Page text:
If the time has come to replace your home’s windows, you’ve got a lot of decisions to make. After all, window replacement is a big investment and you want to get it right.
One of the most important decisions is the window style you choose. Two common types of residential replacement windows are casement and double-hung. Here are the basics about these two popular window styles.
What is a Casement Window?
Casement windows are usually tall and narrow with hinges on one side of the frame. The unhinged side can be opened for ventilation with a cranking mechanism. These windows come in a number of configurations including single, double and also as part of bay or bow windows.
Casement windows are adjustable and can be cranked out fully for easy cleaning from the inside. A related window type is an awning window which is essentially a casement window on its side. These usually have short sides and long tops and bottoms.
What is a Double-Hung Window?
A double-hung window is, not surprisingly, actually two windows designed to work in tandem with each other, moving up and down in the frame. Some allow you to move both the upper and lower sashes while others only let you move the bottom. Newer double-hung windows allow the frames to “tilt in” for easier cleaning.
Practical Considerations for Casement or Double-Hung Windows
If you want to switch out the style of window you currently have – for instance, replace casement windows with double-hung windows – be sure to ask your contractor if the new style will be in compliance with the building codes in your area. For instance, in many cities, there are residential egress requirements that a firefighter in full gear must be able to fit through the window. Be sure any changes that you make meet your local building code.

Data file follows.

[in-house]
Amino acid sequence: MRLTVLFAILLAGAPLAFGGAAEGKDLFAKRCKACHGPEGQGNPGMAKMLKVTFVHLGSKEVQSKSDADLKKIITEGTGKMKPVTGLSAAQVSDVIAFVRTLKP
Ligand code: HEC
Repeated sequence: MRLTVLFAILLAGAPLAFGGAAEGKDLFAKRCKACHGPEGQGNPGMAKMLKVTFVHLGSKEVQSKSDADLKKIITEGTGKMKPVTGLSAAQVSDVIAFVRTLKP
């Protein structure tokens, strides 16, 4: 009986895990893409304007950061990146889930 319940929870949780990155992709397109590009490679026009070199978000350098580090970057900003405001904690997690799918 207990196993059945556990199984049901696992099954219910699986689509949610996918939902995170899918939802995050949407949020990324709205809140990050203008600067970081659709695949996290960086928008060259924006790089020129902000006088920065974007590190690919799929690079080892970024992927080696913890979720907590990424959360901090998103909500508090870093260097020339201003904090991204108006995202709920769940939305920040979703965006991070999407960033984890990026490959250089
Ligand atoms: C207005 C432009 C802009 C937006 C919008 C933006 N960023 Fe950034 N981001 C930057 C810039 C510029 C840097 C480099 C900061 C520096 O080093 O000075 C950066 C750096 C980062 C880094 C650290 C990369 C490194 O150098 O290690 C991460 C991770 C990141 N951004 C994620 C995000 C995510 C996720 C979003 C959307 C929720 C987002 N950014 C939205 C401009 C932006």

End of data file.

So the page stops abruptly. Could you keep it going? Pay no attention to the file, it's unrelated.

Switching styles may also demand some additional construction work to make the window opening conform to the news style so keep that in mind when you are planning your replacement window project.
Some windows work better in certain locations than others. For instance, if you have a window over your kitchen sink or similar spot where it’s necessary to reach over something in order to open the window, a casement window with a crank mechanism makes more sense than a double hung window.
Historic homes usually get double-hung windows to stay in keeping with the building style of the time. Another practical consideration – casement windows cannot accommodate a window air conditioner so if you need a window air conditioner, you’ll want to stick with a double-hung window.
At Home Town Restyling, we have a wide range of replacement windows for every budget and professional installers on staff to complete the project on time and on budget. We also back up everything we do with a lifetime warranty. Do you have questions about a replacement window project? Download our FREE Homeowners Guide to Replacement Windows to learn more or contact us today for a FREE in-home quote.